One of the busiest Mountain Rescue Teams in England. 2017 our 53rd year

Man dies on Helvellyn after suffering chest pains

Swirral Edge
Grid reference: NY 34210 15344
24/10/2015
Patterdale Mountain Rescue Team’s busiest every year.

Every time Patterdale Mountain Rescue Team undertakes a rescue we publish a press release explaining the facts about what happened and how we responded.

However today wasn’t a typical day. Firstly, a man tragically died on Helvellyn. He was the sixth person to die on the mountain this year – all in unrelated incidents and with no common theme. Sadly, the 52-year-old man from Yorkshire suffered a suspected cardiac arrest. The team knows all too well how difficult this is for all concerned and the thoughts of all team members are with the the man’s family and friends.

The day started at about 0830 for the team. It was the team’s annual open day and team members were preparing the base. Tidying up, moving vehicles and trailers, and beginning to set out cakes for the pending visitors later in the day. We were aiming to welcome previous casualties and supporters and raise awareness of our need for new radios and additional funding.

At about 1030, just before the base was due to be opened to the public, the team received a pager message from Cumbria Police. A few minutes earlier the police had received a broken 999 call from a man reporting that his father-in-law was suffering from chest pains on Helvellyn.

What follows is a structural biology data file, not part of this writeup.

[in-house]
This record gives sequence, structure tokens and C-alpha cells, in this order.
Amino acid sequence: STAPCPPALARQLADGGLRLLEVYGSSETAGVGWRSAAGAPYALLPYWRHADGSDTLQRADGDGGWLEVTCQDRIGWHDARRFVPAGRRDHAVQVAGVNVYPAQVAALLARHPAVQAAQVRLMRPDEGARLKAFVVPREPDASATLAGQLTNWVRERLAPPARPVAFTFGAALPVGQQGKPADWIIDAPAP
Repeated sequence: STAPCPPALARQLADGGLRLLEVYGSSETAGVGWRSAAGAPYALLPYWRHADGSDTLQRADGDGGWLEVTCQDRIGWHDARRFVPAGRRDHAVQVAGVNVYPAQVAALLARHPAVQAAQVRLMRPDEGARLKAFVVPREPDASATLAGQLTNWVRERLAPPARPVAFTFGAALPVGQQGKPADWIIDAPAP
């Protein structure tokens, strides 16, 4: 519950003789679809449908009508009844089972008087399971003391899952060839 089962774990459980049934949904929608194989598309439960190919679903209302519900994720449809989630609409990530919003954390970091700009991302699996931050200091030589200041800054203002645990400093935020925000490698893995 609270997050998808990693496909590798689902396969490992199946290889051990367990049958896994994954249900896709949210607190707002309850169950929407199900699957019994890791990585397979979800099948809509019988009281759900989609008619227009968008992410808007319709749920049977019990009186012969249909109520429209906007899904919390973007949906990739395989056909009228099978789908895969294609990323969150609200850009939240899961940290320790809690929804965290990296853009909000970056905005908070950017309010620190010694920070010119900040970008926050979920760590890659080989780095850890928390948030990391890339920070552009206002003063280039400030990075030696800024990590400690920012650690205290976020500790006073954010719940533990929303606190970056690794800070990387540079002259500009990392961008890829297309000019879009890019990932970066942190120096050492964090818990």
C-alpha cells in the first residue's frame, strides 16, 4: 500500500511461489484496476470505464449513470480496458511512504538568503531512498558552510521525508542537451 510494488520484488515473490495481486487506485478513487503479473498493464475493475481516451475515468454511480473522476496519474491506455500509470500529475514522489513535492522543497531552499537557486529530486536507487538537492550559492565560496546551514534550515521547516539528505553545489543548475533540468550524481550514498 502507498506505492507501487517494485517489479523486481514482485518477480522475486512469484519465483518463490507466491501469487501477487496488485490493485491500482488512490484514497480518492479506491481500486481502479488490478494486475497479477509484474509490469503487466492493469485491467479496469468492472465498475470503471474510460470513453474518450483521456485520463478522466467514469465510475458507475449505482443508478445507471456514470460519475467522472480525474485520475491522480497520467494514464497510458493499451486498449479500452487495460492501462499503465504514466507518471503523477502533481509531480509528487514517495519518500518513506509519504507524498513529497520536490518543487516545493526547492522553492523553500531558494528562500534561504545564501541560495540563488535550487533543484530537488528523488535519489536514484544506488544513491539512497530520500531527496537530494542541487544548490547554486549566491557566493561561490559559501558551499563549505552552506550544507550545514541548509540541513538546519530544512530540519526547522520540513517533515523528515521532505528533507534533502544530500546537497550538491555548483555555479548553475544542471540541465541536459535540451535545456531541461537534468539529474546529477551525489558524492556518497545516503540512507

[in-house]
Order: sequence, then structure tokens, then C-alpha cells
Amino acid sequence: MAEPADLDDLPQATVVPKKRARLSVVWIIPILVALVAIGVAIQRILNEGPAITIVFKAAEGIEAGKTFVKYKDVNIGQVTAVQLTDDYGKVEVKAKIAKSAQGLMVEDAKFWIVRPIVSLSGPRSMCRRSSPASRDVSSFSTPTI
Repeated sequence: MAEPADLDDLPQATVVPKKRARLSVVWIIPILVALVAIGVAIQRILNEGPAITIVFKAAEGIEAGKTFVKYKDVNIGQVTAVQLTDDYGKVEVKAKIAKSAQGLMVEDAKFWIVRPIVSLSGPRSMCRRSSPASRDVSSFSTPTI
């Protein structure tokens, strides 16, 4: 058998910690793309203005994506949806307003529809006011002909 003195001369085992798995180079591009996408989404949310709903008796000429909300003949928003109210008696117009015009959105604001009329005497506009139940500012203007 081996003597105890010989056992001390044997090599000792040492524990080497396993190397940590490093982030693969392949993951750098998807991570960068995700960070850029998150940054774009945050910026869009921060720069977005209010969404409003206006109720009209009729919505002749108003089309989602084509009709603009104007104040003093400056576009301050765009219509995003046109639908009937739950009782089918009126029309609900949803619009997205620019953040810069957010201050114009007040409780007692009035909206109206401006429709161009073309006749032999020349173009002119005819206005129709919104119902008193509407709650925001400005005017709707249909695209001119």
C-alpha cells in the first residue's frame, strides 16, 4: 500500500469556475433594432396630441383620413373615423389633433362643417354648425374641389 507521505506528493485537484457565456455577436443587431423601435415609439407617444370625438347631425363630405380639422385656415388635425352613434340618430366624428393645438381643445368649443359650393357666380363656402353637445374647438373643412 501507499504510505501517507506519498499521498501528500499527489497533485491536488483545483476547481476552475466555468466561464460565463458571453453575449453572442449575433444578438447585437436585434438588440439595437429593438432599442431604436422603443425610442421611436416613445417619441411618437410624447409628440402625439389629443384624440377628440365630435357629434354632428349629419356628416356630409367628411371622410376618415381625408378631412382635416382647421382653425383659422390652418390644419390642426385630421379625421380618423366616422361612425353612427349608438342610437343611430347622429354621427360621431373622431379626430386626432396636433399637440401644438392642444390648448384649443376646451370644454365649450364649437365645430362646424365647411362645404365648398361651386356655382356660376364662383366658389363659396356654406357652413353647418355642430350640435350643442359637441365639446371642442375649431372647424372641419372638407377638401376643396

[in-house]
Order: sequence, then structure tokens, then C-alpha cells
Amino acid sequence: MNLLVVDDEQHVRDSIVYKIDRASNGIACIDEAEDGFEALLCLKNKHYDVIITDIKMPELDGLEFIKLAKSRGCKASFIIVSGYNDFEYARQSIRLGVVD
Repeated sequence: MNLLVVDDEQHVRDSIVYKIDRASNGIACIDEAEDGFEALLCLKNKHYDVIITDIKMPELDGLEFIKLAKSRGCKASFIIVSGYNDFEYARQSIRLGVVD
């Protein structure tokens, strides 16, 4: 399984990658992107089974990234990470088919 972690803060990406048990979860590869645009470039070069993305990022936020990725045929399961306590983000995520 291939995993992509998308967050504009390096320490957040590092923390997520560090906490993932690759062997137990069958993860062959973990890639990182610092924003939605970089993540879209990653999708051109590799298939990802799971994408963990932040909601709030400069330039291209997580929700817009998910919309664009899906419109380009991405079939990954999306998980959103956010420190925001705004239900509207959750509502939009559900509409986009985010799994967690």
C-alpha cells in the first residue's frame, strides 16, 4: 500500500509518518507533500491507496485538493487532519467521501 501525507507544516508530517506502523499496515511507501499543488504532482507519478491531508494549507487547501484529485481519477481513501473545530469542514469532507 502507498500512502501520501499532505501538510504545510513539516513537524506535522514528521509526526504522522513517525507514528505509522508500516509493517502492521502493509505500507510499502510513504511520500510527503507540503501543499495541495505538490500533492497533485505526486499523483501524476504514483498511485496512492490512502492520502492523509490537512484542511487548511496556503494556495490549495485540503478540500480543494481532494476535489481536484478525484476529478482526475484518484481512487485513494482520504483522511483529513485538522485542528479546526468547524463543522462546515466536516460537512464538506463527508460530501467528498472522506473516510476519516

At this point the preparation for the open day stopped. The team members who were sweeping up and preparing the base quickly began to pull on waterproof clothing and get their kit together to deploy to the mountain. Two Landrover Defender ambulances left base a few minutes later with ten rescuers on board and full medical kit.

The team leader explains: ‘When a 999 call is received we do everything we can to gather as much useful information as possible as the team deploys. Often the Police have done this really well for us but the 999 call dropped out initially. In this instance, all we knew was that the casualty was seriously ill and on Helvellyn and a few minutes later we heard that CPR was in process. We didn’t have an accurate location from the 999 call and so attempted to call the informant’s mobile phone. The nature of the mountain terrain means that this isn’t always possible and this was one of those instances. With the absence of hard facts, we left base with blue lights and sirens and headed as far as we could into the mountains.

‘At the time of the 999 call the Team requested two helicopters. One, the air ambulance, because of its rapid response and medical staff and the other, a Coastguard helicopter from Wales, because of its extended capability including the ability to winch.’

‘Whilst the team were on route we managed to ‘fix’ the 999 caller’s mobile phone which gave us an accurate location of the incident. This was high up Swirral Edge and in cloud.’

‘The team made their way on foot from Brown Cove climbing up onto Swirral Edge, arriving about an hour after the initial call. The air ambulance paramedic and doctor arrived a few minutes ahead of the team